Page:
}
      
        #navbar > ul {
        display: table-row;
        padding-top: 48px;
        }
      
        #navbar > ul > li {
        display: table-cell;
        float: none;
        vertical-align: middle;

        text-align: center;

        width: 80px;  /* crazy designer's fixed-width, multi-line entries */
        }
      }

step08

And with that, the objective of vertically centering multi-line entries with a large logo in a Bootstrap navbar is accomplished. #victory!

Apocalypse Planning

Colin and I are deep into planning the 2015 PAGE Apocalypse. Collecting a few of my thoughts on some important fundamentals, I have a new article up talking about table and venue sizing requirements for those kinds of mega-battles.  Check it out!

This guy would have never made it across the table to start bashin' our dudes if we'd simply  made the no man's land 8 feet wide...

This guy would have never made it across the table to start bashin’ our dudes if we’d simply made the no man’s land 8 feet wide…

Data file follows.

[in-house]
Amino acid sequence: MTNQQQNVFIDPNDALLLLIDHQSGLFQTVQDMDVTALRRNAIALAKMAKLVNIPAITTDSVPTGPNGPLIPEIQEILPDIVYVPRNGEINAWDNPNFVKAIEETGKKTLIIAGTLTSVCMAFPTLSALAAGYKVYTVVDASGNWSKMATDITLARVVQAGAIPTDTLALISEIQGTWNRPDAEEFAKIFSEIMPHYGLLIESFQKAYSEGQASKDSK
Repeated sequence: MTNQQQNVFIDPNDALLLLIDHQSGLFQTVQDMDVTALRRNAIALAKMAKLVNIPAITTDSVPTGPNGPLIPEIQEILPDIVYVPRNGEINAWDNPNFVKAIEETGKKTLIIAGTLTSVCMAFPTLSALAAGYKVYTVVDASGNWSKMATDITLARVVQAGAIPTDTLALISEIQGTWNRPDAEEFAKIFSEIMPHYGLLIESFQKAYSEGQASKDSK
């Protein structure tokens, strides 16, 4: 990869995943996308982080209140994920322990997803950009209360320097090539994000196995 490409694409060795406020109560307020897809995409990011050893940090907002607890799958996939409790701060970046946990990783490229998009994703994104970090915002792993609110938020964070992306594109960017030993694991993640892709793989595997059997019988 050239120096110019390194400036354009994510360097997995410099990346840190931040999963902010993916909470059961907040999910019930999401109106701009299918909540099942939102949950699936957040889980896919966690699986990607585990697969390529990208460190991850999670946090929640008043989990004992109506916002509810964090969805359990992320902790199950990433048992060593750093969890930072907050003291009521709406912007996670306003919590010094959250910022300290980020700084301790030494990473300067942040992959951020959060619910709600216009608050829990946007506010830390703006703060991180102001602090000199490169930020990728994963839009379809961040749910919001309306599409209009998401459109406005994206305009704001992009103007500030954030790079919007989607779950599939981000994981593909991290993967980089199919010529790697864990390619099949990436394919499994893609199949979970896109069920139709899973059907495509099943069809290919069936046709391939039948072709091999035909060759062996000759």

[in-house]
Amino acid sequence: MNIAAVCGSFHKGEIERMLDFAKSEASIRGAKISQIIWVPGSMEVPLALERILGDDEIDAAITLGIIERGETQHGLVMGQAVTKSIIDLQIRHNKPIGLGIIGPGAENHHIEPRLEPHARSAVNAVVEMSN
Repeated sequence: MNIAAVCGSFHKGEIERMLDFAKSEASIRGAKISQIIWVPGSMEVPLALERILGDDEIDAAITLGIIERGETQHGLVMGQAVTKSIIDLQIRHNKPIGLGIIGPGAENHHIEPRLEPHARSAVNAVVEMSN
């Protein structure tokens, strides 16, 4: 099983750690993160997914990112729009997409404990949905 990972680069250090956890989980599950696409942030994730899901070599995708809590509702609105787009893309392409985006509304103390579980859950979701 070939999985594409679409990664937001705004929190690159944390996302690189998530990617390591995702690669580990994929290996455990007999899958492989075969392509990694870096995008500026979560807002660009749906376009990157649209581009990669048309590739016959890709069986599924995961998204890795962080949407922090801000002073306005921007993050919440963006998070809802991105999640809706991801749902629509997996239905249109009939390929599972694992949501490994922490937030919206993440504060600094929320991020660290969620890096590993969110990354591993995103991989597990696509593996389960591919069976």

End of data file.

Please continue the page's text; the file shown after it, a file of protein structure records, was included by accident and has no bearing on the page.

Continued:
So Much Old School

Yet more from cleaning up the personal way-back-machine: The official shafted.org WinAmp skin!

Whippin’ the llama!

WhiteStar put together the Shafted logo and site design and I turned it into an accompanying WinAmp skin.  Pretty sure I did the graphics manipulation in CorelDraw.

That’s basically as old school as you can possibly get: CorelDraw.  WinAmp.  Original Quake.  Blogs before anybody was calling it blogging.  Back then people were throwing around “e/n site” which in the context that became “blogging” simultaneously meant both “entertainment and news” and “everything and nothing.”  We were all too young for it to hold together, but it was pretty great in its teenage/twenty-something drama filled way.

For the record, I can never keep straight if it’s Nickelback or NickelCreek or both that everyone hates these days.  Either way, Leader of Men remains a fantastic song.